The final conclusion from the modelling is that the rather high threshold for magnetic stimulation applied during voluntary contraction has clear implications for its site of action. First, however, it is necessary to strip away any uncertainties about the relation between the output dial reading on a standard stimulator (such as those made by Magstim, UK) and the stimulus received by any individual element within the cortex, such as a corticospinal neurone. The dial reading simply gives the voltage applied to the element on a linear scale starting from zero (confirmed with Dr M. Polson of Magstim). The scaling factor will depend upon a variety of factors and will differ for every individual neurone and axon. This is physics, leaving the occurence of a threshold for excitation to physiology; the current does not spread deeper to reach new structures with increase of stimulus strength, it simply becomes larger everywhere.
Since this does not seem to be always recognized it becomes desirable to explain the underlying basis, so that the force of the present argument can be appreciated. The stimulator acts by discharging a capacitor through a coil to create a changing magnetic field which then induces a voltage gradient in the underlying brain tissue. The spatial distribution of the voltage field, and likewise the resulting current flow, is remarkably complex, largely because the brain is so electrically inhomogeneous. This makes it impossible to predict the absolute value of the stimulus at any point. However, the waveform of the discharge current that induces the magnetic field remains fixed when the output of the stimulator is changed (Barker et al. 1991), so that the waveform of the magnetic flux change and of the resulting induced voltage also remain the same. The maximum value of each is directly proportional to the output reading of the stimulator, which gives the initial voltage on the discharge capacitor as a percentage of the maximum available (Dr M. Polson, Magstim, personal communication). Thus any individual cortical neurone or axon receives an electrical stimulus of constant pulse shape and fixed spatial distribution; its magnitude is directly proportional to the stimulator reading, starting from zero. Of course, every cell body and axon will have its own constant of proportionality, relating degree of excitation to dial reading, and this will depend upon its shape, where it lies, how it is orientated and so on, as well as its chronaxie. Thus predicting the behaviour of a population is currently impossible, although the behaviour of every individual within it is basically simple.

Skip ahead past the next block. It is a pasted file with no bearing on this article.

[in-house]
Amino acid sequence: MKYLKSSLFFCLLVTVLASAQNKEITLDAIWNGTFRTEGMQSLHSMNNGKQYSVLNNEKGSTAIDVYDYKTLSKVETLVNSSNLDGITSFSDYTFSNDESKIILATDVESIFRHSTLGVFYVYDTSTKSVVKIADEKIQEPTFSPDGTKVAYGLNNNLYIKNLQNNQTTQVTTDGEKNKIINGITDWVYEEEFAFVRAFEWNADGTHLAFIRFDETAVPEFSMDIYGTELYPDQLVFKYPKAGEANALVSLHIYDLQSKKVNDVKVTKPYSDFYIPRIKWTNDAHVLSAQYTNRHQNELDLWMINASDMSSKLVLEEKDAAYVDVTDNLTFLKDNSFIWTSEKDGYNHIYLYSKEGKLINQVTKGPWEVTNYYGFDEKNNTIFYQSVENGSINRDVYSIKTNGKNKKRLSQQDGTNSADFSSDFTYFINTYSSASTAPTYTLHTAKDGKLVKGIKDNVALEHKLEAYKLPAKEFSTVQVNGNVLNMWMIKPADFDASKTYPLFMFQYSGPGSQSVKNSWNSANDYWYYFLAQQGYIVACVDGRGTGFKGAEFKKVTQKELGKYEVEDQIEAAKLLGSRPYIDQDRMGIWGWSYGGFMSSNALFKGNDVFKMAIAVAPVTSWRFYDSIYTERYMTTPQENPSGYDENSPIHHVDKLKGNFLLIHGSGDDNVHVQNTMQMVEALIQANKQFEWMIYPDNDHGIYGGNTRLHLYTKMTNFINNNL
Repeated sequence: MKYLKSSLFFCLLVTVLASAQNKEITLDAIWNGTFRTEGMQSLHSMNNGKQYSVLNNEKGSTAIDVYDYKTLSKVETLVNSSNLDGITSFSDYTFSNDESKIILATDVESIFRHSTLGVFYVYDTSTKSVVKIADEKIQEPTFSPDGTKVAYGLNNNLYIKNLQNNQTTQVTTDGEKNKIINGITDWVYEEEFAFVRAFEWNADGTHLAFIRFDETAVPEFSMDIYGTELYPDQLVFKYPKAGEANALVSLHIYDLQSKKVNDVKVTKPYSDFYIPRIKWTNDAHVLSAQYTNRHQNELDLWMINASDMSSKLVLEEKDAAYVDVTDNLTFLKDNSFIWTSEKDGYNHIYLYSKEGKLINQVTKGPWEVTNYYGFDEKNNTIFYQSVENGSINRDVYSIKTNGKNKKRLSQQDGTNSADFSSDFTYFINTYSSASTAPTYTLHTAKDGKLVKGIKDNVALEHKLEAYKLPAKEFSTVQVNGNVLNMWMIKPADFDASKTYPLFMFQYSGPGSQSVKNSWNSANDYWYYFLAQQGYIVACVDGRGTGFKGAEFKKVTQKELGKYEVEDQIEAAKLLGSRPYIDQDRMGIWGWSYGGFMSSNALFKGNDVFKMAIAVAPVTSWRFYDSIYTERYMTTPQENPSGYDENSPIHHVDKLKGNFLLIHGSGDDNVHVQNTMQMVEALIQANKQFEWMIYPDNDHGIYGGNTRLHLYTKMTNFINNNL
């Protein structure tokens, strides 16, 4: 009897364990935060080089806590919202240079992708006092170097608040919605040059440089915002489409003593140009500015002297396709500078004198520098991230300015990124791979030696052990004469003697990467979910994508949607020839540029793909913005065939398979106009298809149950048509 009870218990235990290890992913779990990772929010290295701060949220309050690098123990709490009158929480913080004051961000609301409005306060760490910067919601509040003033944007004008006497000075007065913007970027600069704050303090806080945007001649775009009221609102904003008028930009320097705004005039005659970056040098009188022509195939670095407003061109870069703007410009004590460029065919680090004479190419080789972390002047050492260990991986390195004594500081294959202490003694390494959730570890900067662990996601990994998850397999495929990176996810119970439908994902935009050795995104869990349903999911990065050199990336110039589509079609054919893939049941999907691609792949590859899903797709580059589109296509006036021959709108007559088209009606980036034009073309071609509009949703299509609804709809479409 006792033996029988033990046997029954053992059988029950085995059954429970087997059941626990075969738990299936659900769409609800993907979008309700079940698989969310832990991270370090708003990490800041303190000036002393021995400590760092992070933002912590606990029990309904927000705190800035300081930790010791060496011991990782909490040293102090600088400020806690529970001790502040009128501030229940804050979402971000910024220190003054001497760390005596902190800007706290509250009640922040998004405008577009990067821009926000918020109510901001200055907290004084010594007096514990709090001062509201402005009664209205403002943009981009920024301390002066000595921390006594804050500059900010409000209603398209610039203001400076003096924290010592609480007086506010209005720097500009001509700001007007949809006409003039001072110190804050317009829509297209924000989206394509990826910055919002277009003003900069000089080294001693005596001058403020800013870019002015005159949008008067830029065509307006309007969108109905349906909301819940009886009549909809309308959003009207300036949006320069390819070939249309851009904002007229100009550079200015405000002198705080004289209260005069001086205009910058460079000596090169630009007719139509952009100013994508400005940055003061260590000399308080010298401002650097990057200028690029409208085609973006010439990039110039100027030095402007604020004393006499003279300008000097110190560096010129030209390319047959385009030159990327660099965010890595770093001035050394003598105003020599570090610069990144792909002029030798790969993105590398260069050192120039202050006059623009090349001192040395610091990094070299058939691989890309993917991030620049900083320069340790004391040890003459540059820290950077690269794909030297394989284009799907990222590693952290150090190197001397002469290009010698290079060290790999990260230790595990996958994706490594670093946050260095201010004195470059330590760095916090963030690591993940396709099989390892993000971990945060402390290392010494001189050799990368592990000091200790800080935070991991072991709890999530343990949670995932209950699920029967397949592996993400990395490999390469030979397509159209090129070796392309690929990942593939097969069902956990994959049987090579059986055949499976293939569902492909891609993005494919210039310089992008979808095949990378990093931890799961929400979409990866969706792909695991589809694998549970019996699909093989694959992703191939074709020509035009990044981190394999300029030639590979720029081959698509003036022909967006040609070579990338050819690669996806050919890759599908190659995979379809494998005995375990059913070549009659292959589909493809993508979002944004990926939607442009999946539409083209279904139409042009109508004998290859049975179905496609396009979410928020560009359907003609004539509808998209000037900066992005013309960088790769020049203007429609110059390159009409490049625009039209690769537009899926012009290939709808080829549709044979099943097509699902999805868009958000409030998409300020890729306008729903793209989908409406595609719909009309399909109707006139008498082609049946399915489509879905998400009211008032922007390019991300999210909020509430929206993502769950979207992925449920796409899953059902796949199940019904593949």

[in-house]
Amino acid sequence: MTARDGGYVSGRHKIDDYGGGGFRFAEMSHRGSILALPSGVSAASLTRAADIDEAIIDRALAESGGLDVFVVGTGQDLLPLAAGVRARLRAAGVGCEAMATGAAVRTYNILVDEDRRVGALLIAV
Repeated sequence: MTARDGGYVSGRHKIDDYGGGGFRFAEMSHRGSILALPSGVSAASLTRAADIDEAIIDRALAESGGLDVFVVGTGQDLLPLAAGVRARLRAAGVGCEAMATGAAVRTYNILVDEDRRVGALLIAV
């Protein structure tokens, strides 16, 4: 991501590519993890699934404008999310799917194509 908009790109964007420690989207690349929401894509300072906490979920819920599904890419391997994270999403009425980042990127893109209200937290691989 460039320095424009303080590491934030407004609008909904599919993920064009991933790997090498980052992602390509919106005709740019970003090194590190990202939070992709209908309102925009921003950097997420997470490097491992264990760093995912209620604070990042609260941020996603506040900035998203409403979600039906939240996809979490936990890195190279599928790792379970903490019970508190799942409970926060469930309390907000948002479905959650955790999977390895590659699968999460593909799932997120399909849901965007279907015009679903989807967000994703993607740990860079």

The appreciable cortical threshold required to evoke a response from a non-contracting muscle tells one nothing about what is happening in the cortex, since the silent MN pool has a threshold and an appreciable descending volley is required to evoke a discharge; repetitive descending activity may be particularly effective. However, firing MNs should give a response to the weakest input (see Fig. 3), so even a weak stimulus should affect their discharge the moment they start firing, with the background noise level limiting the EMG detectability of the occurrence of an evoked corticospinal volley. Likewise, if the stimulus were to directly excite discharging corticospinal neurones which acted monosynaptically on the discharging motoneurones, then both should respond with the weakest input and the threshold should be close to zero. In fact, as numerous recordings testify, the threshold for cortical stimulation remains high during voluntary contraction, only slightly reduced from the value obtained with relaxation.